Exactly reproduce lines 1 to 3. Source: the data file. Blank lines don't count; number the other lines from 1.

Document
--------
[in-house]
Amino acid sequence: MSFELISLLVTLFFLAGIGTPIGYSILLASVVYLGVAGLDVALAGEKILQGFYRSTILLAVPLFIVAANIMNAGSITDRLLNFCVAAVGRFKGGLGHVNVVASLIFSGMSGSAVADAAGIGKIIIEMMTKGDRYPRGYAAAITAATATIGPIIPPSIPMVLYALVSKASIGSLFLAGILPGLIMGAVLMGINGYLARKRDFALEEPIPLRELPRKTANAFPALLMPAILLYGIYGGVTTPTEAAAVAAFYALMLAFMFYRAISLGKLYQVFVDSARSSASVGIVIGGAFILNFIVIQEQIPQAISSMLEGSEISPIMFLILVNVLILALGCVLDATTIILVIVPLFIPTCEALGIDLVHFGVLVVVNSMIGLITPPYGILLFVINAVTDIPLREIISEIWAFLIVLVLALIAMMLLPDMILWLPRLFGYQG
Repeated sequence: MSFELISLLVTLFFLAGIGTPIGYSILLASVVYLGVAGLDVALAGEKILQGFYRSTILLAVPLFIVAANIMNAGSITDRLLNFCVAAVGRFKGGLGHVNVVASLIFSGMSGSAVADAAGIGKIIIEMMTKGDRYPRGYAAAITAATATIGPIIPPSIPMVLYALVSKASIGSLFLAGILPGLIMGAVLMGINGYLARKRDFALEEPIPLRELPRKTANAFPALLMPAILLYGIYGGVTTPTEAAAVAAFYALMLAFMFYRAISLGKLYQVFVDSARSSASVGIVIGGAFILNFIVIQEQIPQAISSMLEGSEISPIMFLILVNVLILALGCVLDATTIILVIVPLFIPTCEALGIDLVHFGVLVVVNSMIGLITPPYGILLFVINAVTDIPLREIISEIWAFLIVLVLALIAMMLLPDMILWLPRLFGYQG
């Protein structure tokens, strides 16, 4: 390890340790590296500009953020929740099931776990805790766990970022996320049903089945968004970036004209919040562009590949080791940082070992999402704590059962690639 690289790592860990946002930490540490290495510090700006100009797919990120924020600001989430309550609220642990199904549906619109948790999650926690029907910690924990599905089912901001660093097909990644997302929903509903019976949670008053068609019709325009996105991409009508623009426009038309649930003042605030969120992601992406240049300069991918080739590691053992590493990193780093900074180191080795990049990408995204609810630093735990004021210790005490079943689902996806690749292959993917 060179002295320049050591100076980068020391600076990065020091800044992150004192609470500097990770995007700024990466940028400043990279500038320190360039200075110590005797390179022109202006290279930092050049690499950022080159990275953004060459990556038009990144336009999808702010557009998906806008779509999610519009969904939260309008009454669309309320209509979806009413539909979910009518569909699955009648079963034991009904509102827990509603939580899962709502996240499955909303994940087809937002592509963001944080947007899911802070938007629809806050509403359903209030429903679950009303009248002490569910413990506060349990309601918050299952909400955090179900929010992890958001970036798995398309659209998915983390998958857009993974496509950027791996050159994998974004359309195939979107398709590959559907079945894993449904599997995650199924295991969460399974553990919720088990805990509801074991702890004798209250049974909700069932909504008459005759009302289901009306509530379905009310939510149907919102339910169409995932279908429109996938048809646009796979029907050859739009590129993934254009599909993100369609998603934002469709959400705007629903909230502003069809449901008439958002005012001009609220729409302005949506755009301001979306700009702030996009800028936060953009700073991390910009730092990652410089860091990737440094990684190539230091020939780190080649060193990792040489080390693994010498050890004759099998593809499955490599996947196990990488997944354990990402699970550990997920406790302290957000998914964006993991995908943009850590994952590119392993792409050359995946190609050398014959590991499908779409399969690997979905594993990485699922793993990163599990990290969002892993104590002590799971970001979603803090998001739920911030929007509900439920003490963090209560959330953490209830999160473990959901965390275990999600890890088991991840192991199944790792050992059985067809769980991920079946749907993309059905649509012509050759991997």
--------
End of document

[in-house]
Amino acid sequence: MSFELISLLVTLFFLAGIGTPIGYSILLASVVYLGVAGLDVALAGEKILQGFYRSTILLAVPLFIVAANIMNAGSITDRLLNFCVAAVGRFKGGLGHVNVVASLIFSGMSGSAVADAAGIGKIIIEMMTKGDRYPRGYAAAITAATATIGPIIPPSIPMVLYALVSKASIGSLFLAGILPGLIMGAVLMGINGYLARKRDFALEEPIPLRELPRKTANAFPALLMPAILLYGIYGGVTTPTEAAAVAAFYALMLAFMFYRAISLGKLYQVFVDSARSSASVGIVIGGAFILNFIVIQEQIPQAISSMLEGSEISPIMFLILVNVLILALGCVLDATTIILVIVPLFIPTCEALGIDLVHFGVLVVVNSMIGLITPPYGILLFVINAVTDIPLREIISEIWAFLIVLVLALIAMMLLPDMILWLPRLFGYQG
Repeated sequence: MSFELISLLVTLFFLAGIGTPIGYSILLASVVYLGVAGLDVALAGEKILQGFYRSTILLAVPLFIVAANIMNAGSITDRLLNFCVAAVGRFKGGLGHVNVVASLIFSGMSGSAVADAAGIGKIIIEMMTKGDRYPRGYAAAITAATATIGPIIPPSIPMVLYALVSKASIGSLFLAGILPGLIMGAVLMGINGYLARKRDFALEEPIPLRELPRKTANAFPALLMPAILLYGIYGGVTTPTEAAAVAAFYALMLAFMFYRAISLGKLYQVFVDSARSSASVGIVIGGAFILNFIVIQEQIPQAISSMLEGSEISPIMFLILVNVLILALGCVLDATTIILVIVPLFIPTCEALGIDLVHFGVLVVVNSMIGLITPPYGILLFVINAVTDIPLREIISEIWAFLIVLVLALIAMMLLPDMILWLPRLFGYQG